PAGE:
Larger than the planets Mercury and Pluto and the second largest moon in the solar system (after Jupiter’s Ganymede), Titan is the only known moon in the solar system with a substantial atmosphere. Its atmosphere is largely nitrogen with a small amount of methane and a variety of other hydrocarbons—organic compounds that give it an orange color. The smoggy atmosphere obscures the moon’s surface when viewed at visible light wavelengths, making Titan one of the most mysterious objects in the solar system.

The Cassini-Huygens mission was designed to penetrate Titan’s atmosphere in several ways: First, Cassini’s cameras can view Titan at infrared wavelengths, which allows a look through the haze down to the surface. Secondly, the spacecraft is using imaging radar to map the moon’s surface, and scientists hope that it will be able to map 10 percent to 20 percent of the surface during the four-year mission. Meanwhile, the Huygens probe descended through the atmosphere in January 2005, gaining a wealth of new information about the atmosphere itself as well as about the surface of Titan. [See Updates.]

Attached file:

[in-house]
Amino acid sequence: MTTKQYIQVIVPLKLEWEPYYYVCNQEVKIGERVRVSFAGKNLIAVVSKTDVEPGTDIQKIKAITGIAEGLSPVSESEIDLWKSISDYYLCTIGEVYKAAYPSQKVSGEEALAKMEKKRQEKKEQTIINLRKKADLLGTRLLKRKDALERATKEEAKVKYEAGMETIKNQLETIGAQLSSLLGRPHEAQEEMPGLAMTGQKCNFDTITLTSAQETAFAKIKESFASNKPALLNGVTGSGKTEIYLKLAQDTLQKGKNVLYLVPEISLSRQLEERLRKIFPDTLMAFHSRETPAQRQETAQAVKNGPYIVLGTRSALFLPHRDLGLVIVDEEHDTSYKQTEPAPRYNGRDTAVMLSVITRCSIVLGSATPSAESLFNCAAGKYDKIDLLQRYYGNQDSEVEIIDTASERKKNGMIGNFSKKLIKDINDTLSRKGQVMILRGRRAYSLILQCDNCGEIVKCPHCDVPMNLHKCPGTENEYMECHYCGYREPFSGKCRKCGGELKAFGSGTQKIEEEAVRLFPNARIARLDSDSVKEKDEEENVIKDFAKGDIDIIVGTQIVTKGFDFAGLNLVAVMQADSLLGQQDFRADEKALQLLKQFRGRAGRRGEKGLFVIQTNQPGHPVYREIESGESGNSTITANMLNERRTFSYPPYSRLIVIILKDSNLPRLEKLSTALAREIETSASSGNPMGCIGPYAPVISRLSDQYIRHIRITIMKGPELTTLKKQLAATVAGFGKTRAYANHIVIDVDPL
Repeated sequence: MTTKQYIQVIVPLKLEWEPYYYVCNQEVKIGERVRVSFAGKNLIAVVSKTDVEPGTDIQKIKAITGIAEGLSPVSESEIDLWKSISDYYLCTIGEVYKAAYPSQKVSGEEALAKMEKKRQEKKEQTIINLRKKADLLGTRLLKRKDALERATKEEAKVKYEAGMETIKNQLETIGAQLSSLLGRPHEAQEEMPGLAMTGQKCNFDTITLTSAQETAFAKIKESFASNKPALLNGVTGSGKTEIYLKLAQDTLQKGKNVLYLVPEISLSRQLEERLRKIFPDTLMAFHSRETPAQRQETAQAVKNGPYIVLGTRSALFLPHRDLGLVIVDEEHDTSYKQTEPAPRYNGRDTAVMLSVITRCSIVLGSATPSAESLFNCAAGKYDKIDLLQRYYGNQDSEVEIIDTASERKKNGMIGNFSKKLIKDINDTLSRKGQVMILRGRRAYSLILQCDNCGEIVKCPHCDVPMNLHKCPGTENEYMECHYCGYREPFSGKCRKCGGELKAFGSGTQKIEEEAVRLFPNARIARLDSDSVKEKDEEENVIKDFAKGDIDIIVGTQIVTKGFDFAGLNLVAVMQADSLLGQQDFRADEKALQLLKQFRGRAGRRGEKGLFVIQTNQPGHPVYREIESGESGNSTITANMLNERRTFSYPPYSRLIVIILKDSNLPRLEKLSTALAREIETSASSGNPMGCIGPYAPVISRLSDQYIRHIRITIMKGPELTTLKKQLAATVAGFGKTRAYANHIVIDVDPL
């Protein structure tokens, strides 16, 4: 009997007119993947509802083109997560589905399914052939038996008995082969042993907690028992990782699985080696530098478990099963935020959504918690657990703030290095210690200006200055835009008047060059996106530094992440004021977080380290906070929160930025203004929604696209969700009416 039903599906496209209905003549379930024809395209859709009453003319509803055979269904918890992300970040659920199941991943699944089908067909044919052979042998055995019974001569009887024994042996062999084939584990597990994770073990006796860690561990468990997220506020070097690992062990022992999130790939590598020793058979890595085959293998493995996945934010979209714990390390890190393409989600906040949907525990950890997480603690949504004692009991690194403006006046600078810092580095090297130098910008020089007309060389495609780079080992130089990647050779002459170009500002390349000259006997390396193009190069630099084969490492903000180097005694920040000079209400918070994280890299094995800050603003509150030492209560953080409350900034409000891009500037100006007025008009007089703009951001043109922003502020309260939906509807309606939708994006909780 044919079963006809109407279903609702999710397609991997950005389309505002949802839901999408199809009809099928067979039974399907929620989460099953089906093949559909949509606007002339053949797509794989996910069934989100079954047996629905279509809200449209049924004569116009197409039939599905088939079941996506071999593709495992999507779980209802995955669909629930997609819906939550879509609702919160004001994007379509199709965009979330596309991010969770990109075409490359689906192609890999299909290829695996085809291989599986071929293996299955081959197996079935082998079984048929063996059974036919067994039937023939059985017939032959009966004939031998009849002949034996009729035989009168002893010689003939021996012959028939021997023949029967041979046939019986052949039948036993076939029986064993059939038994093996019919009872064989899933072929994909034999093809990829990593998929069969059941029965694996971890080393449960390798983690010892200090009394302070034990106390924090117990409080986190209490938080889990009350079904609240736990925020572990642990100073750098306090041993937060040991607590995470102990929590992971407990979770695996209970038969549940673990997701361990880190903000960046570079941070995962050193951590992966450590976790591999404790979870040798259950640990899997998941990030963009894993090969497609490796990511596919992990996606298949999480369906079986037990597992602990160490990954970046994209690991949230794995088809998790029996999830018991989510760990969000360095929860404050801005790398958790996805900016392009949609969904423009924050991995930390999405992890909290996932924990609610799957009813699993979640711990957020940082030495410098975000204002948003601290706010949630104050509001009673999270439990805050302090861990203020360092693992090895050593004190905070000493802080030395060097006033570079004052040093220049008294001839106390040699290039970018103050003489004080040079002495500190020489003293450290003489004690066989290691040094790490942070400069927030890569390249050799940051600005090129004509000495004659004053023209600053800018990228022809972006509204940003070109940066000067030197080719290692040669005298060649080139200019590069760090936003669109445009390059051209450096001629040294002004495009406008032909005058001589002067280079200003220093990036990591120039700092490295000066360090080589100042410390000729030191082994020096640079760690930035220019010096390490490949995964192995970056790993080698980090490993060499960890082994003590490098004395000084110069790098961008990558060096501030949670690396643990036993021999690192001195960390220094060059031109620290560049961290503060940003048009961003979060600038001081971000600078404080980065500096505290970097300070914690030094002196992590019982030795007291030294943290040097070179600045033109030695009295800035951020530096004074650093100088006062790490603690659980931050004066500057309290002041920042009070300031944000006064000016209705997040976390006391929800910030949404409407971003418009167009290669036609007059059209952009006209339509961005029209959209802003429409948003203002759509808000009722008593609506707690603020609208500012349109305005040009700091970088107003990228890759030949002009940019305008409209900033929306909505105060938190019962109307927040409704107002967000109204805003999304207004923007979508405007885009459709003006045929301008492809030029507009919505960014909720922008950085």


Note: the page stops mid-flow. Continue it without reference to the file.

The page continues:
Exploring Titan is a primary objective of the mission because scientists think that it may resemble the early Earth. If so, Titan and its hydrocarbon-laced atmosphere may provide chemical clues to life’s inception here.